Even as many in Washington—including this author—strongly reject the Islamists who rose to power in Cairo, it is well past time for us to step back and allow Egyptians to shape their own destiny. Egypt is deterred from attacking Israel not because of U.S. aid or love of the Jewish state, but rather because it has little prospect of gain and much to lose. If tensions erupt in the Sinai and spiral into war, that development would perhaps serve as the greatest indictment against the assumption that decades of U.S. assistance produced a sustainable peace.

Egyptians must judge for themselves whether Islamists or the military can deliver on promises of economic and political reform, especially after decades of substantial U.S. assistance has failed to live up to its aims. Sadly, it seems that given the conventional wisdom in Washington, phasing out U.S. aid to Egypt might be more difficult than phasing out Egypt’s old dictator.

Cross-posted from the Skeptics at the National Interest.

New Antidumping Rule Magnifies Trade Distortions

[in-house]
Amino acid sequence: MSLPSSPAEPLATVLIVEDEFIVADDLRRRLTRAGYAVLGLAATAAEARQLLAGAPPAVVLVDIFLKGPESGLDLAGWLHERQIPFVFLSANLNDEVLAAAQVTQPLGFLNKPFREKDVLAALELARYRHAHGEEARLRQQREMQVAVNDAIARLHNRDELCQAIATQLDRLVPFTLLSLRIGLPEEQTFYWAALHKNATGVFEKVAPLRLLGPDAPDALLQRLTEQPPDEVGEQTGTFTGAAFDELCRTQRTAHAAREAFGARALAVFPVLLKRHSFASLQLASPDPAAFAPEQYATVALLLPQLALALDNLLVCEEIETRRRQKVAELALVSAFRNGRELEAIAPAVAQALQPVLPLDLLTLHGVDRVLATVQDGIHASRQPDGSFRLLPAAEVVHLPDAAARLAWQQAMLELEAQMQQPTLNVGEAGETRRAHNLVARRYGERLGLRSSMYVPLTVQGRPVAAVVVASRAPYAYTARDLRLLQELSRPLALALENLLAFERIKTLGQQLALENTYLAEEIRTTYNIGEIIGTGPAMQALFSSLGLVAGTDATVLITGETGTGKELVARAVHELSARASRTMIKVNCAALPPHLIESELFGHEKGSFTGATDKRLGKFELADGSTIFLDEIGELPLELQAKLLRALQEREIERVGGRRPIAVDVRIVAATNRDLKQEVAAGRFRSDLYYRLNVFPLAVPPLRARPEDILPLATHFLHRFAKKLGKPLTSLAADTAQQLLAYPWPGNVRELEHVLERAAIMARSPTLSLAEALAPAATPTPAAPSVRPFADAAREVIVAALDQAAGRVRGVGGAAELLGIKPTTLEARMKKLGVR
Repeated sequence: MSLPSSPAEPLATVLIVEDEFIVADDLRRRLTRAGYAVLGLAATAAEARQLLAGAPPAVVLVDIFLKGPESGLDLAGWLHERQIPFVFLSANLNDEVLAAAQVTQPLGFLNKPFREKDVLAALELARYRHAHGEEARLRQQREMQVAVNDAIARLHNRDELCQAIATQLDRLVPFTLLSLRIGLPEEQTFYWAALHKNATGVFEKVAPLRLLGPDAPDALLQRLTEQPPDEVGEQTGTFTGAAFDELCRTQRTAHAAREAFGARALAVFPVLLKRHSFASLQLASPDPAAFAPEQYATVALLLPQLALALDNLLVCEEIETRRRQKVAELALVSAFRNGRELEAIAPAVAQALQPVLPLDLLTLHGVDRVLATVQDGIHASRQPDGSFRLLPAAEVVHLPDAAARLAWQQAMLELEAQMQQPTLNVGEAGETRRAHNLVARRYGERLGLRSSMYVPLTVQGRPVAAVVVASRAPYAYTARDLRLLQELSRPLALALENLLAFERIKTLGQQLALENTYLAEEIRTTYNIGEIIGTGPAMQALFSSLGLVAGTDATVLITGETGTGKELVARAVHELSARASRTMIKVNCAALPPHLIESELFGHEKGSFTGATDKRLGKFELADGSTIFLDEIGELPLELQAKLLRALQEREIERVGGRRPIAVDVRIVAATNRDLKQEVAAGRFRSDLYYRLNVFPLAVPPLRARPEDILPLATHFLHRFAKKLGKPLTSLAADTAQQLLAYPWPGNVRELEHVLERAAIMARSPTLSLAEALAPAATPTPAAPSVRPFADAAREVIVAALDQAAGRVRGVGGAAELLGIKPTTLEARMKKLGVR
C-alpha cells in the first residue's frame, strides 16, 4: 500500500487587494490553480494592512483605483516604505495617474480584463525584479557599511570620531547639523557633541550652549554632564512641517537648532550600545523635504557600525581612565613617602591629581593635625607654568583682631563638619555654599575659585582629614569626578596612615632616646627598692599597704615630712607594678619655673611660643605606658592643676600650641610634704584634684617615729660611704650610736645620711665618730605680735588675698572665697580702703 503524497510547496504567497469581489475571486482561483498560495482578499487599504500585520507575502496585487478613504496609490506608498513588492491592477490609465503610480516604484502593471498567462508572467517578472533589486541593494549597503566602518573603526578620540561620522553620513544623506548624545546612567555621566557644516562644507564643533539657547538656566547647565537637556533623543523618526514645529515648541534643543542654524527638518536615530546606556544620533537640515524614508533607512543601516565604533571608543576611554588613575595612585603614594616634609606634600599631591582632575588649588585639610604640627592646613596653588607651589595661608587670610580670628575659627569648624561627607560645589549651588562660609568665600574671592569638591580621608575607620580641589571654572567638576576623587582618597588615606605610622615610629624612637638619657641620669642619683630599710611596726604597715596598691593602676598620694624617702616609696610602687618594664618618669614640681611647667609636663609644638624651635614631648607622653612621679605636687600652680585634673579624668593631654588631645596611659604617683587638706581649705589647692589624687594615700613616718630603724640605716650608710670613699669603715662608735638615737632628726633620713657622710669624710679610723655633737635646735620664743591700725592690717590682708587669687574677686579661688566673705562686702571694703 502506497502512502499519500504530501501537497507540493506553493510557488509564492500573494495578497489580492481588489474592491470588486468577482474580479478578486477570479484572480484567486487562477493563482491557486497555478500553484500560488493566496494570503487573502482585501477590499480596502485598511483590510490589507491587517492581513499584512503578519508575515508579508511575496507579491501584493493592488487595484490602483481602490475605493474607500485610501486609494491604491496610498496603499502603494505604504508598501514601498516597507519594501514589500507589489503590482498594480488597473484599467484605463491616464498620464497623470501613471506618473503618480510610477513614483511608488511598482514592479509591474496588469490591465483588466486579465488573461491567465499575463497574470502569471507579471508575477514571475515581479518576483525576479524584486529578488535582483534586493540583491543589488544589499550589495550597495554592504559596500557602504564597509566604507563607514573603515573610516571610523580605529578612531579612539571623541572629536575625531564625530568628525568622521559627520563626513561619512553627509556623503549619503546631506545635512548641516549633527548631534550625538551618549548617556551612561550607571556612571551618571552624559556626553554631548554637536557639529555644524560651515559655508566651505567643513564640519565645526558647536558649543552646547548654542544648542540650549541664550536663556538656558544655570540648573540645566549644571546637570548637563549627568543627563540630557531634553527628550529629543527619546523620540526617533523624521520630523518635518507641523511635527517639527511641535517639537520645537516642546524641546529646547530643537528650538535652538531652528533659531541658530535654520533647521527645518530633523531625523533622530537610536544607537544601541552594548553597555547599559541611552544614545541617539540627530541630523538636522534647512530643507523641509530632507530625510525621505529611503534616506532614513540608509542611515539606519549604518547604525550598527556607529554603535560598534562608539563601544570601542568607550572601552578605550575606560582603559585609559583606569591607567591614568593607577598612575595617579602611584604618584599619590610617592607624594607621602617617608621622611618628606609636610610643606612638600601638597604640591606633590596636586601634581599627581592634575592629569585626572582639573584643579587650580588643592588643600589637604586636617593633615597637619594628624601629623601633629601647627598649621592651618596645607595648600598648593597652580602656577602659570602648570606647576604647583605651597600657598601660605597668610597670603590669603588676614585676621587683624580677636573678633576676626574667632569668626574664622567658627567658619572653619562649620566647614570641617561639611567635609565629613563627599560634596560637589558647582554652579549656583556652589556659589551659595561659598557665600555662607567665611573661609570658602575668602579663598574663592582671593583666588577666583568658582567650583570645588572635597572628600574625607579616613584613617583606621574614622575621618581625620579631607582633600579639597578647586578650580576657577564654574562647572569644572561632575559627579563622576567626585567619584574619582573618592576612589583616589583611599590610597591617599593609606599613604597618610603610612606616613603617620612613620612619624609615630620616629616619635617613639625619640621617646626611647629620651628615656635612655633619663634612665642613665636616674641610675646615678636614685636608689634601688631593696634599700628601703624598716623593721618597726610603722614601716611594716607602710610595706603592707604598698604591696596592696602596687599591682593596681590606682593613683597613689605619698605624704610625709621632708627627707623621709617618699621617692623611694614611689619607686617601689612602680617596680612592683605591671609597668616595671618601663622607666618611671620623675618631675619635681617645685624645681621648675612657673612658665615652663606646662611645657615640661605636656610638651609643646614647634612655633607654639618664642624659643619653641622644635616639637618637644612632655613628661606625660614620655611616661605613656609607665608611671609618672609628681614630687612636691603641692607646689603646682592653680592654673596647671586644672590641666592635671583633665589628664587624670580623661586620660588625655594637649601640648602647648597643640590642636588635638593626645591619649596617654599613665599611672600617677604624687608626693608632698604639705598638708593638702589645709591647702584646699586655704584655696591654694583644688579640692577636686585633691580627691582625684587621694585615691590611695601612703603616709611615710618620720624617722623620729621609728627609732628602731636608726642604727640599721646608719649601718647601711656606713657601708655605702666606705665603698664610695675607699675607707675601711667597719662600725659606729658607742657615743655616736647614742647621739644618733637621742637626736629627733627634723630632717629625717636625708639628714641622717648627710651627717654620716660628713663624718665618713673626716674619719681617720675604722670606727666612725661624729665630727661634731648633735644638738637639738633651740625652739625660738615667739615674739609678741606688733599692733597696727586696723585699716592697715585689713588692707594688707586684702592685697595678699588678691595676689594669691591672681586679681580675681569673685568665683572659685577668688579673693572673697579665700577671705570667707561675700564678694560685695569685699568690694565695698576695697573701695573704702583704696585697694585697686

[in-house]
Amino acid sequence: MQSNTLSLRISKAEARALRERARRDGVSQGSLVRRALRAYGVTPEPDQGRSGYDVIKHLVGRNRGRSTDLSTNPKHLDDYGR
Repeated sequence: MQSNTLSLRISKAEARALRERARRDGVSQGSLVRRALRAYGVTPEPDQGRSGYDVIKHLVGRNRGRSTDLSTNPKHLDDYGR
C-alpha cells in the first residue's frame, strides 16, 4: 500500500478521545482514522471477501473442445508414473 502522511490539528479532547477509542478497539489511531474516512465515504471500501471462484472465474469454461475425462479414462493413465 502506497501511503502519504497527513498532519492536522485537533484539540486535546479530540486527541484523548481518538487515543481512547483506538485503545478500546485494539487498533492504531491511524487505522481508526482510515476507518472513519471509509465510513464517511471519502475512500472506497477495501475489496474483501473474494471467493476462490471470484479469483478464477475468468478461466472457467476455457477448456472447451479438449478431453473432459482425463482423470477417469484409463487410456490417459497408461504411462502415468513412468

The Commerce Department always seems to have more tricks up its sleeve when it comes to increasing the protectionist impact of existing antidumping law.  Yesterday, Commerce announced a new rule that will increase antidumping duties on imports from China and Vietnam if the goods were charged export taxes when they left their country of origin.  The new policy is another example of Commerce cherry-picking how to recognize that these countries are no longer “nonmarket economies” in a way that ironically enables it to increase the discriminatory impact of the inaccurate label.  Moreover, although the move increases pressure on China to decrease or eliminate market-distorting export duties, it does so by ignoring the economic rationale for opposing such duties in a way that highlights the incurable folly of the U.S. antidumping regime.  Antidumping duties supposedly offset the detrimental impact of foreign trade distortion, but this new rule will actually magnify the distortions caused by export taxes.

When China and Vietnam negotiated their accessions to the WTO, they accepted that other members could ignore certain rules in the WTO Antidumping Agreement when using such measures against Chinese or Vietnamese imports and instead apply what is known as nonmarket economy methodology.  The practice of treating nonmarket economies differently for antidumping purposes originated during the Cold War when some Soviet-bloc countries controlled all commodity prices within their territories.  This frustrated both the traditional antidumping methodology as well as the countervailing duty regime designed to offset the benefits of foreign government subsidies.  For decades, Commerce applied a highly subjective and discretionary methodology in antidumping investigations on imports from these countries while, for practical reasons, exempting them from anti-subsidy laws.